After getting his blood taken, Delmar was directed to line up with the rest of the boys. The group of girls was in a separate group. He looked around at the faces around him. Nearly everyone had their heads down and a somber look on their faces. Suddenly, Delmar saw three people walk onto the stage that was set up at the forefront of the Main Square. Two giant screens were set up on both sides of the stage. The first was Angus, whose eyes were still droopy. His beard was the same style as it was on TV, but today it was painted purple along with his swirly hair. He also had a giant piercing in his nose. The two people who followed were Finnick and a woman who looked to be eighty years old. Delmar had never met her before but he knew her as Mags, a woman who won the Hunger Games well before he was even born. The only times he ever saw her were at the reapings, and she always had a sour look on her face.

    “Welcome all, welcome,” Angus Truffle said into the microphone, not even trying to sound the least bit enthusiastic about what he was saying. Delmar wouldn’t have been surprised if Angus fell asleep right there on the stage. “It is a pleasure to be here at the reaping for the 73rd Annual Hunger Games. First, allow me to show you a video of the history of the Games. Enjoy.”

    The screen flashed an image of the Capitol seal and dramatic music began playing. “War, terrible war,” the narrator of the video said as gruesome images of battles and starving children flashed on the screen. “Widows, orphans, a motherless child. This was the uprising that rocked our land. Thirteen districts rebelled against the country that fed them, loved them, protected them. Brother turned on brother until nothing remained.” The images suddenly became more pleasant, including a sunrise and a father happily picking up his laughing child. The Panem anthem that Delmar had heard far too many times began playing. “And then came the peace, hard fought, sorely won, a people rose from the ashes and a new era was born, but freedom has a cost. When the traitors were defeated, we swore as a nation we would never know this treason again. And so it was decreed that the various districts of Panem would offer up a tribute, one young man and woman to fight to the death in a pageant of honor, courage and sacrifice. The lone victor bathed in riches and would serve as a reminder of our generosity and our forgiveness. This is how we remember our past, this is how we safeguard our future.”

    Delmar didn’t pay much attention to the video this year as this was the fourth year in a row he had to watch it. He watched as Angus got back on the microphone. “Gives me chills every time I watch it,” he said in his same monotone voice with his eyes still droopy and blank. One of the Peacekeepers placed a small table with the bucket of names on top. “I would like to thank the District 4 mentors for joining me today. Finnick and Mags, our honorable past Victors, why don’t you give a wave to the good people of the Capitol?”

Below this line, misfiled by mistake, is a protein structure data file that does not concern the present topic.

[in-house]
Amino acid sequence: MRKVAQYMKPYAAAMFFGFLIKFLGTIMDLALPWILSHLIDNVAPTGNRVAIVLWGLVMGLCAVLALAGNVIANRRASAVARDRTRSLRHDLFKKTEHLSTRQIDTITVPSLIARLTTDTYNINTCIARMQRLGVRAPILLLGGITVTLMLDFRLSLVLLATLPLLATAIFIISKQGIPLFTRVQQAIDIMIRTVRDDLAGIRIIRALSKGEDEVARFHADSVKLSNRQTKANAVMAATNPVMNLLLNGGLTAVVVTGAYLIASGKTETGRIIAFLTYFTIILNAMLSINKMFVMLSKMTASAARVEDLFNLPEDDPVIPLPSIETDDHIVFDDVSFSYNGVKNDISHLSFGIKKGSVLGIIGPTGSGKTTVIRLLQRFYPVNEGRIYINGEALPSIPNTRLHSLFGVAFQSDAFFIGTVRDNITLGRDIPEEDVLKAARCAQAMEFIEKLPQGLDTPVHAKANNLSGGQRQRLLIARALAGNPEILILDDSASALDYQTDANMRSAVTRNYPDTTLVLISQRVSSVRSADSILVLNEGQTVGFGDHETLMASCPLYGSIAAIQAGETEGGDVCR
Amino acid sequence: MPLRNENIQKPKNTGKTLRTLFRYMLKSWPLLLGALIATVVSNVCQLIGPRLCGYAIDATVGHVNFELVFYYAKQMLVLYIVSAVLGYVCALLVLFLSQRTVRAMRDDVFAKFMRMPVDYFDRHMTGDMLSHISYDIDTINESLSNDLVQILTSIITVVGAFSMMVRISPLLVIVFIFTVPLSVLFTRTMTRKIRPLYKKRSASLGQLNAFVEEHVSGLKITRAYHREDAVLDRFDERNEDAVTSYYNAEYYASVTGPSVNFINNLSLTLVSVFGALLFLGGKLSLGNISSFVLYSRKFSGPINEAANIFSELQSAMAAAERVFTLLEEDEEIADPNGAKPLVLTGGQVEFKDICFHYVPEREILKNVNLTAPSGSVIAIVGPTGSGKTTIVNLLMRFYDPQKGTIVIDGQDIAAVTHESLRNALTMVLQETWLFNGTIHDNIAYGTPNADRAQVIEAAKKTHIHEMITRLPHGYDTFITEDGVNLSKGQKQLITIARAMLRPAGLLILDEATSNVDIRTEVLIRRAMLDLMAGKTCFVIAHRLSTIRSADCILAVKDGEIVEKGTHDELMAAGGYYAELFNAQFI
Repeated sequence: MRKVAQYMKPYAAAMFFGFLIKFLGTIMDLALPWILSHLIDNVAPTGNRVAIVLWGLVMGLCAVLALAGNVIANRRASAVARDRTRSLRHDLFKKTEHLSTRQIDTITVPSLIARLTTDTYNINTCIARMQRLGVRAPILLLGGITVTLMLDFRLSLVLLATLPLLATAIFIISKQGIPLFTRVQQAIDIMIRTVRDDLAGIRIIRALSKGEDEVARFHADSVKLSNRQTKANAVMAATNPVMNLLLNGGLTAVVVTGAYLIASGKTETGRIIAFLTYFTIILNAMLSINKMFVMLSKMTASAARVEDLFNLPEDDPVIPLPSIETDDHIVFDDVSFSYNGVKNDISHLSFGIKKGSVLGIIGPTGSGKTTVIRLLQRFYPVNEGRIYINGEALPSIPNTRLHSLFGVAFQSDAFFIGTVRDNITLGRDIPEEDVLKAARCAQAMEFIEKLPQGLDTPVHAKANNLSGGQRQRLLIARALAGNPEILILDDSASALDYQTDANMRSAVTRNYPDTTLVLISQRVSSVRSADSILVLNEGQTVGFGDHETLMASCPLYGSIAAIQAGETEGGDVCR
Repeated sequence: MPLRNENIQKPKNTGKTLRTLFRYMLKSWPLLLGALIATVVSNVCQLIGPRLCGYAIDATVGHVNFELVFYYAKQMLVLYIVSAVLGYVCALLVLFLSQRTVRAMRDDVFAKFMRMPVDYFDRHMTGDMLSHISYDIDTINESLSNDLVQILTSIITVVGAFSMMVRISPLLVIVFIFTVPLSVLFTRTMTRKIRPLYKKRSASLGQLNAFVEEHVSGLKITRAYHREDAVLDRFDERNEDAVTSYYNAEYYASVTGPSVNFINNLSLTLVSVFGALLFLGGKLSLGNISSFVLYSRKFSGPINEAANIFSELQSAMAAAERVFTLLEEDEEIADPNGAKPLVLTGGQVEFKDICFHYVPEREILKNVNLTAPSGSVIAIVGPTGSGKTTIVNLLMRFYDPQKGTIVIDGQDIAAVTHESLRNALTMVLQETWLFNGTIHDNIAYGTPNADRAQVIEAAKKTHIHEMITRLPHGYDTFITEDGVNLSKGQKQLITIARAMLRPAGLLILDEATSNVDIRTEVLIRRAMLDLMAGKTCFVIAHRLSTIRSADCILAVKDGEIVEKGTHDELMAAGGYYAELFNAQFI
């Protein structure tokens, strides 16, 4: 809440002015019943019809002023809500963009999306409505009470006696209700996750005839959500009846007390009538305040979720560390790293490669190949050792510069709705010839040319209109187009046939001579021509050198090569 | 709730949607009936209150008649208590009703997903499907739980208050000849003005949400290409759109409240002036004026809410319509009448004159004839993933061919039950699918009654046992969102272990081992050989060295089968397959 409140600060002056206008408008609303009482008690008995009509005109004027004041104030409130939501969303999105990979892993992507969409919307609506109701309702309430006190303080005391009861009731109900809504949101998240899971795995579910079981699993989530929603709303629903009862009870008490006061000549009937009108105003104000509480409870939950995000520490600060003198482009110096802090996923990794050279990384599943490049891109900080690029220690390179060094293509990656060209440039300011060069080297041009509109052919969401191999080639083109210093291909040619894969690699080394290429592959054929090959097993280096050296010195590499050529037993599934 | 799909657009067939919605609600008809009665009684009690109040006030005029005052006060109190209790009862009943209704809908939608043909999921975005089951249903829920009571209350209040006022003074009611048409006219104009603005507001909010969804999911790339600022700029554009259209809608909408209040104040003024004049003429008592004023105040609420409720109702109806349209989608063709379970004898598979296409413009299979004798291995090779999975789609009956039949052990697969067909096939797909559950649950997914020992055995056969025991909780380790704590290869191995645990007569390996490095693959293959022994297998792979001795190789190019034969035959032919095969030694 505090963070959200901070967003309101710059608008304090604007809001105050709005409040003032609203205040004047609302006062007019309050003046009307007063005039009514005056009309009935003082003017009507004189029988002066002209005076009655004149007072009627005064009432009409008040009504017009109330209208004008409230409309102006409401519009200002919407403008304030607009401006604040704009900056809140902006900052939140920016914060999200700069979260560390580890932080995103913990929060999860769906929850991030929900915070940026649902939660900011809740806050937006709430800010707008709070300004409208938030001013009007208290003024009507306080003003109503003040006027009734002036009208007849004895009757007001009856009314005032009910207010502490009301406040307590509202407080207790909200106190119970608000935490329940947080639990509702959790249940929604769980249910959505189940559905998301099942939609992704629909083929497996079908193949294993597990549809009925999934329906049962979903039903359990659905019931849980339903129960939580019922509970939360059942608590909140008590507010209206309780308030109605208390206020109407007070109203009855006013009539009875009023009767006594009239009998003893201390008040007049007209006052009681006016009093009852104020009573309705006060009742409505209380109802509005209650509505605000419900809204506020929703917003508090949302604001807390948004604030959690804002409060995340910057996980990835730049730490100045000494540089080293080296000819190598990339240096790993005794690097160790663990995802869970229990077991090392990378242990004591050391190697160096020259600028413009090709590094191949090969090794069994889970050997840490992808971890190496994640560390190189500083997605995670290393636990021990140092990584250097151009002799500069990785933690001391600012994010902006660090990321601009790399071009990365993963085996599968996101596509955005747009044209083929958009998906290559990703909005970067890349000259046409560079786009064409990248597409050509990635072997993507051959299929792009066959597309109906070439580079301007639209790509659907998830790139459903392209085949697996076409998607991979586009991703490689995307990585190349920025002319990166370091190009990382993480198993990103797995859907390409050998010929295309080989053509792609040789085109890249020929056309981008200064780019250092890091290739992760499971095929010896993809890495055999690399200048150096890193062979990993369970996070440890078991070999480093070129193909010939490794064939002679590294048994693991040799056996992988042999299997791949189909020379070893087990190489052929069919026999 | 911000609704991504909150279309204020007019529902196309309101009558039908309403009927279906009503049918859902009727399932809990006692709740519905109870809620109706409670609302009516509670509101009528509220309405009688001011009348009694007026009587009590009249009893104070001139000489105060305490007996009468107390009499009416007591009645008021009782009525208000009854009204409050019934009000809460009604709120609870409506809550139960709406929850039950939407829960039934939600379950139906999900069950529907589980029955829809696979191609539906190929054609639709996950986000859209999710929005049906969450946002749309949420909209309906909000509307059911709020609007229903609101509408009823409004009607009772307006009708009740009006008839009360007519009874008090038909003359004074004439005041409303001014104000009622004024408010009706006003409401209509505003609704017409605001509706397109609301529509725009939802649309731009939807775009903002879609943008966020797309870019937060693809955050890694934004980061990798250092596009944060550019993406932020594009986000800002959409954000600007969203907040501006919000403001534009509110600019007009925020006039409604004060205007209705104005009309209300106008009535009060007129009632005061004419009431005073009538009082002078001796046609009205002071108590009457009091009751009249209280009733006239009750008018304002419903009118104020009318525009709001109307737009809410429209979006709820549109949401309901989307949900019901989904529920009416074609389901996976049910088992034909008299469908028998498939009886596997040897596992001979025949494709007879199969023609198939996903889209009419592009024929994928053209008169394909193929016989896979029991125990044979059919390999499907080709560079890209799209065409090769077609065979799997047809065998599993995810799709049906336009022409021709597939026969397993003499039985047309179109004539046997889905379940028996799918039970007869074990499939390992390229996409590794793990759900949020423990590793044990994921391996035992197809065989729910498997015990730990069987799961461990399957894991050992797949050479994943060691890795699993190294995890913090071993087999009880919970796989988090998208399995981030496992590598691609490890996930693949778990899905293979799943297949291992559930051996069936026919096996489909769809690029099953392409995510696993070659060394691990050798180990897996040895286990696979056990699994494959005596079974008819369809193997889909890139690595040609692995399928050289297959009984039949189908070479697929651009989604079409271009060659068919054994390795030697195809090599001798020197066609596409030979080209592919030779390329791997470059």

Mags threw her hand up in a waving motion towards the camera for about a second, but the gloomy look on her face never left. Finnick, whose face showed a mixture of sadness and disgust, kept his arms crossed.

    Angus glanced back at this display of apathy and motioned his hand towards the cameraman. “We’ll edit that out,” Delmar could hear him say away from the microphone. “Okay, it is now time to select our female tribute,” he said back into the microphone. He quickly pulled out a small slip of paper and read the name: “Rachael Gregorius.”

    Delmar heard a few gasps in the crowd. He had never talked to Rachael but he knew she was a fourteen-year-old who was born without a right arm. There was some commotion in the girls group that Delmar could barely see. He then saw Rachael emerge from the crowd of girls. She wasn’t crying the way most tributes do when they are chosen. She looked more confused than anything else. Rachael looked over to her mother, who had her hands over her mouth and was bawling. She then looked around the group of girls with her mouth hanging open. Angus rolled his eyes. “Come on, let’s move this along,” he said.

    Then it hit Delmar. The reason she looked so lost was that District 4 has a particularly high rate of volunteer tributes compared to the other districts. Rachael was waiting for someone to volunteer for her. So many people in this district are trained not only as fishermen but as fighters with tools such as a trident. Delmar had heard other districts refer to these kind of tributes as “Careers.”Rachael stood still and there was dead silence until a Peacekeeper began quickly walking her way. Just as he was about to grab her, a loud, boisterous female voice emerged from the crowd : “Hey, hey, hold on now!”

    Everyone turned to see a tall female with a long, blonde ponytail marching towards the Peacekeeper. She stood protectively in front of Rachael and stared at the Peacekeeper with her vast, sapphire-colored eyes. She was just about his height. “Hands off, I got this!” she declared, not changing the high volume of her voice. The Peacekeeper simply nodded his head and walked away. The girl then turned to the crowd of girls, who were all staring at her in amazement. “Well don’t everyone jump out at once to volunteer!” she scolded. “I can’t believe you all were about to let her go!” She then looked up at Angus on the stage. “I’ll be thy tribute oh, Honorable Capitol Man. Mairin Reynolds, at your service,” she said with a fake Capitol accent as she took a bow. For the first time, Delmar saw Mags smile.

    “Just hurry up, we’ve wasted enough time already,” Angus said. As soon as he said that, Mairin made a point to slowly strut up to the stage. Delmar was gazing at her in amazement. Here he was praying that he wouldn’t get picked, but she didn’t even seem fazed about what she just volunteered to do.

    After Mairin finally reached the stage, Angus spoke once more into the microphone. “And now for the choosing of the male tribute.” Delmar felt his heart pounding against his chest. His tongue felt like it was made of sandpaper. He closed his eyes as he remembered the night he just labored through. All of those thoughts and nightmares about being in the arena with savage kids who were much bigger, his father having to lay in bed with a life-threatening infection and watch his only child die, they were all confirmed with the simple reading of the slip: “Delmar Pennison.”
    Last edited by CharizardFan13; 17th May 2013 at 7:30 AM.